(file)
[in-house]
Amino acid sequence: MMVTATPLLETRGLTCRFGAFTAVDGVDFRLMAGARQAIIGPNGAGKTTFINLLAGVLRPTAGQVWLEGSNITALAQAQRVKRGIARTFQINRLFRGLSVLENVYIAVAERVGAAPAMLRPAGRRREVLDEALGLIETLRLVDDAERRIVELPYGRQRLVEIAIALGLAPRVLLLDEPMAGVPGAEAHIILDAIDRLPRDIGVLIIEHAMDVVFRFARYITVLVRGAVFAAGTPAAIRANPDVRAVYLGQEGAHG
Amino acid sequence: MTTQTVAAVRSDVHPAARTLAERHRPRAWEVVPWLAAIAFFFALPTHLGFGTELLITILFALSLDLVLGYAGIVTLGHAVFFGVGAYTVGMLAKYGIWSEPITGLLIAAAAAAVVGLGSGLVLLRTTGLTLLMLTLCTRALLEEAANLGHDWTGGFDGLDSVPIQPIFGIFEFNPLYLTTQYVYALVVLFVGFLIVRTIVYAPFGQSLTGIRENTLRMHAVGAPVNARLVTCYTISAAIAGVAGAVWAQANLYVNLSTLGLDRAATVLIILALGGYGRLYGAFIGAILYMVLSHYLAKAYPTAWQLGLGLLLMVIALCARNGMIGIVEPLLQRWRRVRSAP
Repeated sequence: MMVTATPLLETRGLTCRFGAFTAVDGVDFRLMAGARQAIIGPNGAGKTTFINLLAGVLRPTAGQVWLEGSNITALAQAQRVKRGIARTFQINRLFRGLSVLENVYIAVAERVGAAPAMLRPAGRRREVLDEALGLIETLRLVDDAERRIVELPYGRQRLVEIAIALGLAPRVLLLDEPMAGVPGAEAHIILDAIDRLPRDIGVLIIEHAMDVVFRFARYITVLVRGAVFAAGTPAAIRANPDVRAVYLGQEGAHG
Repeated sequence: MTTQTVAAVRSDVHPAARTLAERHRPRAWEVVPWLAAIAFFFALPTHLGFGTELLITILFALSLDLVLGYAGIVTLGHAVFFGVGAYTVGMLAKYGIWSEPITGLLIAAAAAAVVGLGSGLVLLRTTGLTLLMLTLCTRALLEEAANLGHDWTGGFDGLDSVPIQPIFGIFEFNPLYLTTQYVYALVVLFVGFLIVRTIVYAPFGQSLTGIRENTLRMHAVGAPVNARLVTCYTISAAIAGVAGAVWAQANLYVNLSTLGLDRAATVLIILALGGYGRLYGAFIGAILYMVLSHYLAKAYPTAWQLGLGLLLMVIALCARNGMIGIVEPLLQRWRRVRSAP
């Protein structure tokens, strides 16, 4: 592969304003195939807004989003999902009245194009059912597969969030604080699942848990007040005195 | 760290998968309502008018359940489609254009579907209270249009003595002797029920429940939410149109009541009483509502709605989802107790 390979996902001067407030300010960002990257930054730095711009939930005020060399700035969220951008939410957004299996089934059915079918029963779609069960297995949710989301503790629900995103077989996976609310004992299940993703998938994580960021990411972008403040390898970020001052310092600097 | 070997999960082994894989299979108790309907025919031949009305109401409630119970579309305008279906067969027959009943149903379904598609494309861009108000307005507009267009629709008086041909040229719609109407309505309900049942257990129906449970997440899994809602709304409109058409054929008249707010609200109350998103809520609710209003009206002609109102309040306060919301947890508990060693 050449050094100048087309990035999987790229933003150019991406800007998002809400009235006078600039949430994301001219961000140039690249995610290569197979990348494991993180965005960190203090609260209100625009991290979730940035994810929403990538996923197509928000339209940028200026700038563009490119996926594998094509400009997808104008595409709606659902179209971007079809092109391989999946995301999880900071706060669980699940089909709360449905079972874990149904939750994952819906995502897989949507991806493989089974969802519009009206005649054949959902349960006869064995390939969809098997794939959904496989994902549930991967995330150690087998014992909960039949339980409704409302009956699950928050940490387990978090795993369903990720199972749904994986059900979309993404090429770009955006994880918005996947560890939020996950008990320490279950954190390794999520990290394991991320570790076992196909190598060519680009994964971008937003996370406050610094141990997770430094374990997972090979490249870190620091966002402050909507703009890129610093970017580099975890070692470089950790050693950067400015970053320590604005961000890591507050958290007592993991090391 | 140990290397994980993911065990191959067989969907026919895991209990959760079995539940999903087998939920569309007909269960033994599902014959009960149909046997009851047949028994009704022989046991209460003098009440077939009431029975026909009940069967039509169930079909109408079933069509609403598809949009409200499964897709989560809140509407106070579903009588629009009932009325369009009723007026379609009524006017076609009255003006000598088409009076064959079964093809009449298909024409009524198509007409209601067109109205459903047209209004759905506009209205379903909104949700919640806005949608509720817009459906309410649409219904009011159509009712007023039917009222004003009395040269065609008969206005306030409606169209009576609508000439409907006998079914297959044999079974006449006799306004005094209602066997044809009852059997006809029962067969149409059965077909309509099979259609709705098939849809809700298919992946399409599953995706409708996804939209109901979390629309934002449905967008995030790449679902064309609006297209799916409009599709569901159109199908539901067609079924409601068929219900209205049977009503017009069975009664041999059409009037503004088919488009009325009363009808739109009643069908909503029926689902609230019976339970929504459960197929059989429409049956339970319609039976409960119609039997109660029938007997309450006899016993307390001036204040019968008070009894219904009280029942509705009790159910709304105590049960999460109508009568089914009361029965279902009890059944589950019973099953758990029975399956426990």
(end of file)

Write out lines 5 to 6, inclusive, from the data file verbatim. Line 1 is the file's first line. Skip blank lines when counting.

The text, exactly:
Repeated sequence: MTTQTVAAVRSDVHPAARTLAERHRPRAWEVVPWLAAIAFFFALPTHLGFGTELLITILFALSLDLVLGYAGIVTLGHAVFFGVGAYTVGMLAKYGIWSEPITGLLIAAAAAAVVGLGSGLVLLRTTGLTLLMLTLCTRALLEEAANLGHDWTGGFDGLDSVPIQPIFGIFEFNPLYLTTQYVYALVVLFVGFLIVRTIVYAPFGQSLTGIRENTLRMHAVGAPVNARLVTCYTISAAIAGVAGAVWAQANLYVNLSTLGLDRAATVLIILALGGYGRLYGAFIGAILYMVLSHYLAKAYPTAWQLGLGLLLMVIALCARNGMIGIVEPLLQRWRRVRSAP
């Protein structure tokens, strides 16, 4: 592969304003195939807004989003999902009245194009059912597969969030604080699942848990007040005195 | 760290998968309502008018359940489609254009579907209270249009003595002797029920429940939410149109009541009483509502709605989802107790 390979996902001067407030300010960002990257930054730095711009939930005020060399700035969220951008939410957004299996089934059915079918029963779609069960297995949710989301503790629900995103077989996976609310004992299940993703998938994580960021990411972008403040390898970020001052310092600097 | 070997999960082994894989299979108790309907025919031949009305109401409630119970579309305008279906067969027959009943149903379904598609494309861009108000307005507009267009629709008086041909040229719609109407309505309900049942257990129906449970997440899994809602709304409109058409054929008249707010609200109350998103809520609710209003009206002609109102309040306060919301947890508990060693 050449050094100048087309990035999987790229933003150019991406800007998002809400009235006078600039949430994301001219961000140039690249995610290569197979990348494991993180965005960190203090609260209100625009991290979730940035994810929403990538996923197509928000339209940028200026700038563009490119996926594998094509400009997808104008595409709606659902179209971007079809092109391989999946995301999880900071706060669980699940089909709360449905079972874990149904939750994952819906995502897989949507991806493989089974969802519009009206005649054949959902349960006869064995390939969809098997794939959904496989994902549930991967995330150690087998014992909960039949339980409704409302009956699950928050940490387990978090795993369903990720199972749904994986059900979309993404090429770009955006994880918005996947560890939020996950008990320490279950954190390794999520990290394991991320570790076992196909190598060519680009994964971008937003996370406050610094141990997770430094374990997972090979490249870190620091966002402050909507703009890129610093970017580099975890070692470089950790050693950067400015970053320590604005961000890591507050958290007592993991090391 | 140990290397994980993911065990191959067989969907026919895991209990959760079995539940999903087998939920569309007909269960033994599902014959009960149909046997009851047949028994009704022989046991209460003098009440077939009431029975026909009940069967039509169930079909109408079933069509609403598809949009409200499964897709989560809140509407106070579903009588629009009932009325369009009723007026379609009524006017076609009255003006000598088409009076064959079964093809009449298909024409009524198509007409209601067109109205459903047209209004759905506009209205379903909104949700919640806005949608509720817009459906309410649409219904009011159509009712007023039917009222004003009395040269065609008969206005306030409606169209009576609508000439409907006998079914297959044999079974006449006799306004005094209602066997044809009852059997006809029962067969149409059965077909309509099979259609709705098939849809809700298919992946399409599953995706409708996804939209109901979390629309934002449905967008995030790449679902064309609006297209799916409009599709569901159109199908539901067609079924409601068929219900209205049977009503017009069975009664041999059409009037503004088919488009009325009363009808739109009643069908909503029926689902609230019976339970929504459960197929059989429409049956339970319609039976409960119609039997109660029938007997309450006899016993307390001036204040019968008070009894219904009280029942509705009790159910709304105590049960999460109508009568089914009361029965279902009890059944589950019973099953758990029975399956426990």